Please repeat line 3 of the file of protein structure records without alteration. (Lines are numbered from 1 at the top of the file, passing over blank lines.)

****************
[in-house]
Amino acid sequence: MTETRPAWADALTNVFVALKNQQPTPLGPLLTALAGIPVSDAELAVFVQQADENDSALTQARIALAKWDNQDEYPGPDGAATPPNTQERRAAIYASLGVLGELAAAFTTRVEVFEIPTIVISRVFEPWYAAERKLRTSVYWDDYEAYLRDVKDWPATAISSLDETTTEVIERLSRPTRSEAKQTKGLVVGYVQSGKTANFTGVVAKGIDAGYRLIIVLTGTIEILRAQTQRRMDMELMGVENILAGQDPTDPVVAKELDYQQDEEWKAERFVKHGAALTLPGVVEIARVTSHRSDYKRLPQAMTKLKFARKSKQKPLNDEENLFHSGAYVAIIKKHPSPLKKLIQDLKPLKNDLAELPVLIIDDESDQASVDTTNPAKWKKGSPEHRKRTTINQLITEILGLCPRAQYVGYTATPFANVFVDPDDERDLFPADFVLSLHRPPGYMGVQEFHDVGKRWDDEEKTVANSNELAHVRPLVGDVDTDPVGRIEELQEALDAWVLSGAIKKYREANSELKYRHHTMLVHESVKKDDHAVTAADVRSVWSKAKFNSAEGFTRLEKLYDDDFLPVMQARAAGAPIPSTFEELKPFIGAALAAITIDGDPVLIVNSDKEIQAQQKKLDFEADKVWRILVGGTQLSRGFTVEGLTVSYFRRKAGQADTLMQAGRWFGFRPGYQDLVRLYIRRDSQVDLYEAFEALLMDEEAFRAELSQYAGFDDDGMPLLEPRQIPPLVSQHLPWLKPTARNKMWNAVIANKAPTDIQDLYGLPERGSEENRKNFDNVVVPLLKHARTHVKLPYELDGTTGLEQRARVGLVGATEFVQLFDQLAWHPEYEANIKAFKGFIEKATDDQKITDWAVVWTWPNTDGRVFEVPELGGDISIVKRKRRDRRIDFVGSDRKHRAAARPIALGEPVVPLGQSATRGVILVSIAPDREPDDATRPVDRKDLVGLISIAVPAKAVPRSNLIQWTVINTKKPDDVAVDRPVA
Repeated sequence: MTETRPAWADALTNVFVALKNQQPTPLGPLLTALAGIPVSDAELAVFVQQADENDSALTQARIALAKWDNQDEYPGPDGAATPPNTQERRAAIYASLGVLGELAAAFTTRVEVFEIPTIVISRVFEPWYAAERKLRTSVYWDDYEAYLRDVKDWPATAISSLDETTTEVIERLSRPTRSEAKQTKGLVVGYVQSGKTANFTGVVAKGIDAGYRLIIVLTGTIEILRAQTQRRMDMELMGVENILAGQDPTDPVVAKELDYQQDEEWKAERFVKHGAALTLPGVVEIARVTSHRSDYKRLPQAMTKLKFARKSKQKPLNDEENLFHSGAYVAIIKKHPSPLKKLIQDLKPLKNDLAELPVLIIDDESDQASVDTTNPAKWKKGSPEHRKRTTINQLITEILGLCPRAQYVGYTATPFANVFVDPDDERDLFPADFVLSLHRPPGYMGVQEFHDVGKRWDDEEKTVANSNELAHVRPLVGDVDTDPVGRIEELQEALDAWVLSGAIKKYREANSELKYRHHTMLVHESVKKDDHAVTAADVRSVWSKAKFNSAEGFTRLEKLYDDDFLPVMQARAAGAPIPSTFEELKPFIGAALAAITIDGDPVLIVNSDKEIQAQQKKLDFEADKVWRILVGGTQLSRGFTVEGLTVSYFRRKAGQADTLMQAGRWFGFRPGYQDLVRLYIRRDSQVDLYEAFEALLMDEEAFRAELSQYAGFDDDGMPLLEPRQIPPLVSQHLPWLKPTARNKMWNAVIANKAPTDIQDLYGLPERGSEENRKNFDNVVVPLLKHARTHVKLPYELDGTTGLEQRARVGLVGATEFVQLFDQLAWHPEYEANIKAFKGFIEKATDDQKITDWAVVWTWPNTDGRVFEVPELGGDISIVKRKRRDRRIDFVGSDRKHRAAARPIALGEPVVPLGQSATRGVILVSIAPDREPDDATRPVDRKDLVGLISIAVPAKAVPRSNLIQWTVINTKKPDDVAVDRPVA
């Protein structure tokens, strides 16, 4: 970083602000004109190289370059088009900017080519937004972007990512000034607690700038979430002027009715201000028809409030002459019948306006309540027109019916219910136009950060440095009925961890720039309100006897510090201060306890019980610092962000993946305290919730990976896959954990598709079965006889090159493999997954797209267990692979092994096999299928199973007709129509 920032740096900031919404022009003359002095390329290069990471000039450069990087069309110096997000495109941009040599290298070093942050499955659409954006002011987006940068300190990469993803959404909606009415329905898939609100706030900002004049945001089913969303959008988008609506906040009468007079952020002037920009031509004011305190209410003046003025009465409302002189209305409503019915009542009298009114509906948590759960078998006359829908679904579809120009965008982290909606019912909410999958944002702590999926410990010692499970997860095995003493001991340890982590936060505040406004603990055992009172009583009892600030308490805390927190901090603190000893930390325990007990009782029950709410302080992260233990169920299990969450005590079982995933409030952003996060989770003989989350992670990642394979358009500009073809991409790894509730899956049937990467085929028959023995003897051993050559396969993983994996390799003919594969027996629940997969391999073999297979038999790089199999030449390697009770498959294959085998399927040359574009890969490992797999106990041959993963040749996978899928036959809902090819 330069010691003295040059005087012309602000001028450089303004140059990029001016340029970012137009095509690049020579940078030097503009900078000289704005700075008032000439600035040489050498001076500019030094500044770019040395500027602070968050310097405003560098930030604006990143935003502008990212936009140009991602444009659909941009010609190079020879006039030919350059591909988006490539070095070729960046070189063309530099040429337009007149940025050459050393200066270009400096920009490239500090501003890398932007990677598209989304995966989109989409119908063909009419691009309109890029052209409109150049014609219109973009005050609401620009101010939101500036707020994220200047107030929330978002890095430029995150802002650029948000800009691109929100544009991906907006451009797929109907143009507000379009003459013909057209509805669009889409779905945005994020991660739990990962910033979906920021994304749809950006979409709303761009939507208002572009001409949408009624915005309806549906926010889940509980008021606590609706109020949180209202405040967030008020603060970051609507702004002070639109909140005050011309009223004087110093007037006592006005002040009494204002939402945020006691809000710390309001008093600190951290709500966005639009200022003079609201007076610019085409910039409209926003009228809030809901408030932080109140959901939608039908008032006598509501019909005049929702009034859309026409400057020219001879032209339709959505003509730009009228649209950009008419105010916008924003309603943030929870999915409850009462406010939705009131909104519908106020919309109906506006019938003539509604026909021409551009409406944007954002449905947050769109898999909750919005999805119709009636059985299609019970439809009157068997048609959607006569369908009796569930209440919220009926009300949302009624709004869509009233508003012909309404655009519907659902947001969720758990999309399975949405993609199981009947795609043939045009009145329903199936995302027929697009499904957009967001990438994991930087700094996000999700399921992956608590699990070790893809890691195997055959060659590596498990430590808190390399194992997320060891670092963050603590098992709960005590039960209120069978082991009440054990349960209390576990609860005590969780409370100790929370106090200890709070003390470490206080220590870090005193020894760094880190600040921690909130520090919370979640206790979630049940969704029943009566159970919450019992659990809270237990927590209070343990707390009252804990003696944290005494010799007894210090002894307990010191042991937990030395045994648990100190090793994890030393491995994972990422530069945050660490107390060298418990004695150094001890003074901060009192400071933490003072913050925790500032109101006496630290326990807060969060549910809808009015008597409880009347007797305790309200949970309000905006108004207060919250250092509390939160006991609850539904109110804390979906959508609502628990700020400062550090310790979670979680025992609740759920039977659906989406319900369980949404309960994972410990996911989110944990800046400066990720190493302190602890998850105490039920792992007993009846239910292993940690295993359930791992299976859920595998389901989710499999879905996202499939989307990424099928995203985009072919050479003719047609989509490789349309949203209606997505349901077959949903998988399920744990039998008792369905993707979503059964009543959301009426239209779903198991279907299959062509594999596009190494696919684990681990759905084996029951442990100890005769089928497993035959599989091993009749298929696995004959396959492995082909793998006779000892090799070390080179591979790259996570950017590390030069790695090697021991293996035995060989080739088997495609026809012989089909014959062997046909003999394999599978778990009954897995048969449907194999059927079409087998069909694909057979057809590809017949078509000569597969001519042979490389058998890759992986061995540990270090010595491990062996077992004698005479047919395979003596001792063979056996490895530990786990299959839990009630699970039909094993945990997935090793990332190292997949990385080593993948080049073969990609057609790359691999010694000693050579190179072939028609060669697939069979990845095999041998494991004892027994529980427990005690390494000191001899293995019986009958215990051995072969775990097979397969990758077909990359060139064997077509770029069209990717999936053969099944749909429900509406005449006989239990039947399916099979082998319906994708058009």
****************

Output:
Repeated sequence: MTETRPAWADALTNVFVALKNQQPTPLGPLLTALAGIPVSDAELAVFVQQADENDSALTQARIALAKWDNQDEYPGPDGAATPPNTQERRAAIYASLGVLGELAAAFTTRVEVFEIPTIVISRVFEPWYAAERKLRTSVYWDDYEAYLRDVKDWPATAISSLDETTTEVIERLSRPTRSEAKQTKGLVVGYVQSGKTANFTGVVAKGIDAGYRLIIVLTGTIEILRAQTQRRMDMELMGVENILAGQDPTDPVVAKELDYQQDEEWKAERFVKHGAALTLPGVVEIARVTSHRSDYKRLPQAMTKLKFARKSKQKPLNDEENLFHSGAYVAIIKKHPSPLKKLIQDLKPLKNDLAELPVLIIDDESDQASVDTTNPAKWKKGSPEHRKRTTINQLITEILGLCPRAQYVGYTATPFANVFVDPDDERDLFPADFVLSLHRPPGYMGVQEFHDVGKRWDDEEKTVANSNELAHVRPLVGDVDTDPVGRIEELQEALDAWVLSGAIKKYREANSELKYRHHTMLVHESVKKDDHAVTAADVRSVWSKAKFNSAEGFTRLEKLYDDDFLPVMQARAAGAPIPSTFEELKPFIGAALAAITIDGDPVLIVNSDKEIQAQQKKLDFEADKVWRILVGGTQLSRGFTVEGLTVSYFRRKAGQADTLMQAGRWFGFRPGYQDLVRLYIRRDSQVDLYEAFEALLMDEEAFRAELSQYAGFDDDGMPLLEPRQIPPLVSQHLPWLKPTARNKMWNAVIANKAPTDIQDLYGLPERGSEENRKNFDNVVVPLLKHARTHVKLPYELDGTTGLEQRARVGLVGATEFVQLFDQLAWHPEYEANIKAFKGFIEKATDDQKITDWAVVWTWPNTDGRVFEVPELGGDISIVKRKRRDRRIDFVGSDRKHRAAARPIALGEPVVPLGQSATRGVILVSIAPDREPDDATRPVDRKDLVGLISIAVPAKAVPRSNLIQWTVINTKKPDDVAVDRPVA